2.) Be mindful of your body. Do you snore loudly or have any strange sleeping habits? Do your shoes smell funny? Have you showered recently? Do your best to minimize the impact that you have on others if you can or at least try not to bother other people. Example of what not to do: Do not leave your half washed underwear and socks hanging on a bed that is not yours or on something in the room that is used by other people. Instead, try and find a place where it would be acceptable to hang your wet clothes. Hostels often have clothing lines for drying.
3.) Ask if you need to move things around. It is never a welcoming sight to anyone if you have moved, or tampered, with the personal possessions. Be sure to ask others if there things are in your way. Example: Do not move someone’s backpack or personal effects unless they are physically in your bed or on your things. It is not a good idea to touch others things ever.
4.) Respect privacy. Within reason, do your best to respect others privacy as best you can. Yes, hostels are shared rooms and can be mixed sex, but a certain degree of privacy can still be maintained. Example: If you are in a mixed-sex dorm room, then it is never a bad idea to knock or give people a few minutes of privacy when they need to dress. A few minutes of privacy is hard to find on the road sometimes.
5.) Mind the hour. If you know that you will be coming into the room late at night, then don’t make it very difficult for you to slip into bed. Meaning, minimize the amount of noise that you will need to make late at night. Don’t turn on every light in the room. Don’t start organizing and packing your bag at 3 o’clock in the morning. None of those will be appreciated by others. If you must use a light, then I suggest carrying a small flashlight or headlamp with you while you are traveling. If you have to leave early in the morning, then try to pack your bags early and make it easy to get them out.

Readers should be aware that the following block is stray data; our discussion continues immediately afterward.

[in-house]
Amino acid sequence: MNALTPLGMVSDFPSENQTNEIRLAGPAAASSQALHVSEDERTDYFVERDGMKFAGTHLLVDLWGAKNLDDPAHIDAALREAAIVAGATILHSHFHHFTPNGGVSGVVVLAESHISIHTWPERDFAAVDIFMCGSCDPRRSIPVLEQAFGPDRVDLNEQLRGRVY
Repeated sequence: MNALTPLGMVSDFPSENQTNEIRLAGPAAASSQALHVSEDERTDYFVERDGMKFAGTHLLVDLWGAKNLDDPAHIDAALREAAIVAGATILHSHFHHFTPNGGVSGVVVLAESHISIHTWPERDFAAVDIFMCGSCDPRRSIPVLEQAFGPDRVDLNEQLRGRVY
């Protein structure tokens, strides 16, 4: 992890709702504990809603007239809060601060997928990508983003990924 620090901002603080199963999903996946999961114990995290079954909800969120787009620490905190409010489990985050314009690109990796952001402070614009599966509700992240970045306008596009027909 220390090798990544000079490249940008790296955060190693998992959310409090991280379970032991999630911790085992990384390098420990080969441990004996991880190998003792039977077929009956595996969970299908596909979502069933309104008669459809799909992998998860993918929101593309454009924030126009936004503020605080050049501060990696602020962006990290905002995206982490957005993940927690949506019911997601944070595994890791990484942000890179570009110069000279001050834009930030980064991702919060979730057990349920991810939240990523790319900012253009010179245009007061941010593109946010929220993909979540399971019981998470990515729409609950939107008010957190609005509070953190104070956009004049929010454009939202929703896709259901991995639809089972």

6.) Mind the fact that it is a shared BEDROOM. I’ll never forget the day that I arrived in Sofia, Bulgaria. I arrived in the midst of the morning and made my way slowly to my hostels when I arrived I decided to do some walking around the city before ultimately returning for a nap. A nap that was much needed after a supposed 7 hour train ride turned into a 12 hour train ride that left us outside of the city because the drivers were on strike. When I returned for a nap, I jumped comfortably into bed, only to listen to a most annoying roommate talk about absolutely nothing of importance. Unfortunately, he was American, so I understood every word that he was saying. He was drunk and on a Skype call with a “long-lost friend”, whom I gathered had dated him before. I listened to him babble about nothing for more than 30 minutes before giving up on taking a nap. I thought about saying many things to him, but decided against it due to his intoxication. Moral of the story: You are not the only one who needs to sleep in your room. If others are present, then keep in mind that they may wish to sleep.